After 66 days on strike, the Sintracarbón mineworkers’ union at the Cerrejón open-pit coal mine in Colombia’s La Guajira department sent a letter November 5 to the nation’s ombudsman, Carlos Camargo requesting a meeting. Tripartite talks were already held by the Labor Ministry, the union and Cerrejón management in October, but the company has refused to budge from its main demands, which, according to the union, would result in layoffs and cutbacks in benefits.
The main sticking point, however, is the imposition of a shift schedule that would cut the number of crews from four to three and include a punishing 21-day schedule with two seven-day work periods. The workers, fearing detrimental effects on health and safety, have labeled the schedule the “Death Shift.”
According to an infobae.com report, about 10,000 families are affected by the operations of the Cerrejón complex. As far back as March 2020, workers had voted for strike authorization, but it was put on hold by the union citing the pandemic. Online talks were taken up on June 30, but, according to the union, management’s position was one of “opposing the spirit of progressiveness that encloses all negotiation,” instead intending to claw back gains the workers had struggled to attain.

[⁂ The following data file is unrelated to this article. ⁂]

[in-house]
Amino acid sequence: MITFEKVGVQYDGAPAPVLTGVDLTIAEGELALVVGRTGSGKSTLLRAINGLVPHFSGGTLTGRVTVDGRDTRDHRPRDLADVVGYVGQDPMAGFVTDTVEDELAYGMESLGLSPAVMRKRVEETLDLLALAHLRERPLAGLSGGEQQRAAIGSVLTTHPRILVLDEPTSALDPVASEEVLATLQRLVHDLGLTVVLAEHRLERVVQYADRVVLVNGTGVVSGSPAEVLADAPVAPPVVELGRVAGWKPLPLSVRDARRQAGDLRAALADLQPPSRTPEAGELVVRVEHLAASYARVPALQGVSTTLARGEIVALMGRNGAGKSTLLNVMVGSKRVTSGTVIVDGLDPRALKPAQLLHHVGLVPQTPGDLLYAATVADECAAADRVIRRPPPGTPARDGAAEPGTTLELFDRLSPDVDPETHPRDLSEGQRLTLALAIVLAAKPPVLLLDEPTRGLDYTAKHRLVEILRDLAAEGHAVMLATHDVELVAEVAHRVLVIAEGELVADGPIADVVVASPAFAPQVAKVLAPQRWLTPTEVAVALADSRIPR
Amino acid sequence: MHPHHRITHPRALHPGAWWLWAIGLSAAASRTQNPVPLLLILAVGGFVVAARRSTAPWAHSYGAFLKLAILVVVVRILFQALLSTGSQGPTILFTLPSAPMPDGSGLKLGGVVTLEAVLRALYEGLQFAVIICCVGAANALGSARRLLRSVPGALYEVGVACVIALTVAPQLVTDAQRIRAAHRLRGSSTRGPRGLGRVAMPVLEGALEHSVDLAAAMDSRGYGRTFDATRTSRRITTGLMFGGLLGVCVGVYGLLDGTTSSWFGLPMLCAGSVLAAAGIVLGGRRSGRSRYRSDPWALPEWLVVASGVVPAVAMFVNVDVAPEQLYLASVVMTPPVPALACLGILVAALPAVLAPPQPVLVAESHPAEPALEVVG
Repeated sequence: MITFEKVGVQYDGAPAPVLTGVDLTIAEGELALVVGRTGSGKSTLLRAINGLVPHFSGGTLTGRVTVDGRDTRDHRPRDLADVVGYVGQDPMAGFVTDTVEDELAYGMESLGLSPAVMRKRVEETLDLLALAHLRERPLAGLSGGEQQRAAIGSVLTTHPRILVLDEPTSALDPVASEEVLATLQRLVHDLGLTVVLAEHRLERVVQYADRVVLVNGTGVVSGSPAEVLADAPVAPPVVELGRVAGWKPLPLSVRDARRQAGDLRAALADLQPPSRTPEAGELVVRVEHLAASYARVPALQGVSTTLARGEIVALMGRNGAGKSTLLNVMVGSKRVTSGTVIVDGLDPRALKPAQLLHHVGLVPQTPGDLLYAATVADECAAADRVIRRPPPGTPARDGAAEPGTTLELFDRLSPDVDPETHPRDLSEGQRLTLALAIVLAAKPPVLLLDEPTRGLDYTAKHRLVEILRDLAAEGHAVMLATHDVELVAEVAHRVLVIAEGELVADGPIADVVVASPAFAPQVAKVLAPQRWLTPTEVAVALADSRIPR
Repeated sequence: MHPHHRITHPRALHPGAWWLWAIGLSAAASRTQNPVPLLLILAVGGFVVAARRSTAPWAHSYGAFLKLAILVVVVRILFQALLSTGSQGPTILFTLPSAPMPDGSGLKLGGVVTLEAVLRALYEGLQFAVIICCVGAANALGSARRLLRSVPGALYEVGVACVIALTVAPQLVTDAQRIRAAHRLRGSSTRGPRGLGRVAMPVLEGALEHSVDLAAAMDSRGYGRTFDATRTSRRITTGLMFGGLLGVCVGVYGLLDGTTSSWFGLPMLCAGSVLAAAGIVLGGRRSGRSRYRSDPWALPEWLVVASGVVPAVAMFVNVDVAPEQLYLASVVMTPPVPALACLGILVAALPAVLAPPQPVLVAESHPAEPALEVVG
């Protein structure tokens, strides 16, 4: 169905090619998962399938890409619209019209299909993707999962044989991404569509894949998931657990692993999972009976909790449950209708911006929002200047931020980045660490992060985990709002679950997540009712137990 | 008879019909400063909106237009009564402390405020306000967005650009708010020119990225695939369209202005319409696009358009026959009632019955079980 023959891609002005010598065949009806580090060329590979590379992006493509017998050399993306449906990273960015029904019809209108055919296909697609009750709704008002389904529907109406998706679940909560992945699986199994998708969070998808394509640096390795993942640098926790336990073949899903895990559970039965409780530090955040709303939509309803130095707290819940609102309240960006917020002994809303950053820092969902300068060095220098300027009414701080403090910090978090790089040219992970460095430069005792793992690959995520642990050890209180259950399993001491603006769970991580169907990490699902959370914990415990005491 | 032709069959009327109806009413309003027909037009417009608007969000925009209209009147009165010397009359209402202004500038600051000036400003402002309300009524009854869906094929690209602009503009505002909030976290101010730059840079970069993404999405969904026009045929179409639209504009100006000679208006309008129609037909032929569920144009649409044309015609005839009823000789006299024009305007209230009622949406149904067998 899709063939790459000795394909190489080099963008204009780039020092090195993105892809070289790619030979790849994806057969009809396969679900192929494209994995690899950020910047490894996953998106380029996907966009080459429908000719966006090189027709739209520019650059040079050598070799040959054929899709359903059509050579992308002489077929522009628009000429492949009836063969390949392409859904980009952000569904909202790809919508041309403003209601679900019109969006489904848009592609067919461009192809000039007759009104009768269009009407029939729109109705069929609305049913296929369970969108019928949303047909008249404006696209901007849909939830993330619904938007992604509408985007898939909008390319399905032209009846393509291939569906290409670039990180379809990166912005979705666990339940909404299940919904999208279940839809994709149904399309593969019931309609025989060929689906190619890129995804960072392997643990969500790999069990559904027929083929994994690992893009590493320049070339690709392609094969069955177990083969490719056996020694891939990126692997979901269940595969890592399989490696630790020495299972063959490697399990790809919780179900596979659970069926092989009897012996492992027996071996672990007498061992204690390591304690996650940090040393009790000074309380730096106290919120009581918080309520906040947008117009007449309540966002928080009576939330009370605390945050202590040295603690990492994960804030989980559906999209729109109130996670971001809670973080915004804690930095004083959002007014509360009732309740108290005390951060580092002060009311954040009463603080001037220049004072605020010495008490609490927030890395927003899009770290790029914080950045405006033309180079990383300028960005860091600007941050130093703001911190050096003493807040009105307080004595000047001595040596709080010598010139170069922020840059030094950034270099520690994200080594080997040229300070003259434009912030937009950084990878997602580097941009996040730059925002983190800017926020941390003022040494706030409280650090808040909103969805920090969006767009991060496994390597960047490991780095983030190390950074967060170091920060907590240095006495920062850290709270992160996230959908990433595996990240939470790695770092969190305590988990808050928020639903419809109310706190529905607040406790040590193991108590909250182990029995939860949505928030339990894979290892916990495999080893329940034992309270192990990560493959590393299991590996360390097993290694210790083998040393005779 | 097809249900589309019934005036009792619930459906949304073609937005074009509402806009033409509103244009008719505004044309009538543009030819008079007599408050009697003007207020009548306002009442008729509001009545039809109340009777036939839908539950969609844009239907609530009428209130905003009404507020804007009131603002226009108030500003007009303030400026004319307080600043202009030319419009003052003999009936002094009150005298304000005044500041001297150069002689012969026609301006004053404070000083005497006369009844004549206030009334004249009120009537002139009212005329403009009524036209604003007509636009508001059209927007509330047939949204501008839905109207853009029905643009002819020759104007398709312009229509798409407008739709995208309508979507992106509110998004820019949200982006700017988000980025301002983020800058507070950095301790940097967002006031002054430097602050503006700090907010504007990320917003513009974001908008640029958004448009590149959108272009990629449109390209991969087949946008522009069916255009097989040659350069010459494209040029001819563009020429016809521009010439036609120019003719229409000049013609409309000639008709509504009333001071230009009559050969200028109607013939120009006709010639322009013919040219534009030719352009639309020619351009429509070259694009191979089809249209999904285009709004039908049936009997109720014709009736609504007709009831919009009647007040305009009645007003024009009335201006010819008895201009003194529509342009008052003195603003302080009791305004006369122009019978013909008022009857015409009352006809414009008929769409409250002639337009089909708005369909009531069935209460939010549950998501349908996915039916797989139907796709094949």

Ecuadorian hospital cleaning staff protest unpaid wages
About 50 cleaning crew workers at the Teodoro Maldonado Carbo Hospital in Guayaquil, Ecuador held a protest November 5 to demand payment of overdue wages of up to nine months. The hospital, part of the Ecuadorian Social Security Institute, employs about 600 workers in around-the-clock shifts.
The announcement that another company was going to take over cleaning and disinfection of the hospital, without the issue of the overdue money being resolved, increased workers’ anger. The hospital director explained that the former company’s contract had expired in March and that there was nothing legalized or signed in the interim. A company attorney claimed that sufficient funds have been earmarked for wages from April to September, but the workers have yet to see any of it.
The workers have previously held protests, and as one worker told elcomercio.com, “They have asked us to wait one week, [then] another, until the end of the month.” As a result, nine months have passed without workers receiving anything. On the November 5, workers, some carrying their cleaning equipment, assembled in the administrative area to demand an agreement to deliver the overdue pay. They were met by security personnel, and a shoving match ensued, with the guards using pepper spray to disperse the workers.
Uruguayan doctors resolve to call one-day strike over stalled negotiations
The Medical Syndicate of Uruguay (SMU) resolved in assembly November 6 to call a 24-hour national strike, with the date to be determined on November 11. SMU officials say they hope there will be movement in negotiations before that date.
Talks between the SMU and private sector firms have made no progress; in fact, the companies’ proposals “represent losses of salaries and losses of working conditions,” reported Informe nacional. The doctors have also criticized reductions of consultation time in polyclinics, which is “illogical with the pandemic in full swing,” and which “debilitate the health system,” according to one doctor.